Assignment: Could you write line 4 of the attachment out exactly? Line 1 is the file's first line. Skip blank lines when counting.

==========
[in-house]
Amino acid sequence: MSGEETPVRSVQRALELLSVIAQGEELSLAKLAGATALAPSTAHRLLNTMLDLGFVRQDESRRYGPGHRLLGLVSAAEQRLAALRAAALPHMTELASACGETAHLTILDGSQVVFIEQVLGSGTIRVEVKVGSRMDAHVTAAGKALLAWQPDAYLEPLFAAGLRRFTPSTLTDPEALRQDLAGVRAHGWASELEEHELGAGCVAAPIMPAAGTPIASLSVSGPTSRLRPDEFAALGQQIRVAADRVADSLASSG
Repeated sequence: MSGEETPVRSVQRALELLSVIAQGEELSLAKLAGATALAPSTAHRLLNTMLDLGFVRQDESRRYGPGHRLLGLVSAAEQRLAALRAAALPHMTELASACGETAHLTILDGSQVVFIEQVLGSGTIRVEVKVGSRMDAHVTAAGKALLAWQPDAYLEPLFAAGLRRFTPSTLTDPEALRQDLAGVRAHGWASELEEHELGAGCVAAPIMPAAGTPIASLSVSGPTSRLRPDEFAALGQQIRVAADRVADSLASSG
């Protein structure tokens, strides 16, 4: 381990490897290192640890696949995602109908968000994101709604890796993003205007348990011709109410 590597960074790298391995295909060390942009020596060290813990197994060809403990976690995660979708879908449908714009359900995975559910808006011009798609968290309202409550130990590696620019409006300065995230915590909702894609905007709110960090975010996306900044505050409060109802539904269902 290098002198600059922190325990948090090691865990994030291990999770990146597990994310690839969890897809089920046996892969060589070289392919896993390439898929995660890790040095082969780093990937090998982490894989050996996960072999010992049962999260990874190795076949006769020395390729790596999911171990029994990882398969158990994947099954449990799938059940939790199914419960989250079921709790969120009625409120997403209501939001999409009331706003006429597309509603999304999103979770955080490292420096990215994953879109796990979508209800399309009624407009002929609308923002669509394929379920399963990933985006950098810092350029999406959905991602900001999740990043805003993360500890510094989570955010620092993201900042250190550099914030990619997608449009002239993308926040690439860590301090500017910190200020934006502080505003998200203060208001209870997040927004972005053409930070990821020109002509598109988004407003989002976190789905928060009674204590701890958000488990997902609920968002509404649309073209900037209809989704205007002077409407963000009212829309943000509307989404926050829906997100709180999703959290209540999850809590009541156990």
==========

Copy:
């Protein structure tokens, strides 16, 4: 381990490897290192640890696949995602109908968000994101709604890796993003205007348990011709109410 590597960074790298391995295909060390942009020596060290813990197994060809403990976690995660979708879908449908714009359900995975559910808006011009798609968290309202409550130990590696620019409006300065995230915590909702894609905007709110960090975010996306900044505050409060109802539904269902 290098002198600059922190325990948090090691865990994030291990999770990146597990994310690839969890897809089920046996892969060589070289392919896993390439898929995660890790040095082969780093990937090998982490894989050996996960072999010992049962999260990874190795076949006769020395390729790596999911171990029994990882398969158990994947099954449990799938059940939790199914419960989250079921709790969120009625409120997403209501939001999409009331706003006429597309509603999304999103979770955080490292420096990215994953879109796990979508209800399309009624407009002929609308923002669509394929379920399963990933985006950098810092350029999406959905991602900001999740990043805003993360500890510094989570955010620092993201900042250190550099914030990619997608449009002239993308926040690439860590301090500017910190200020934006502080505003998200203060208001209870997040927004972005053409930070990821020109002509598109988004407003989002976190789905928060009674204590701890958000488990997902609920968002509404649309073209900037209809989704205007002077409407963000009212829309943000509307989404926050829906997100709180999703959290209540999850809590009541156990």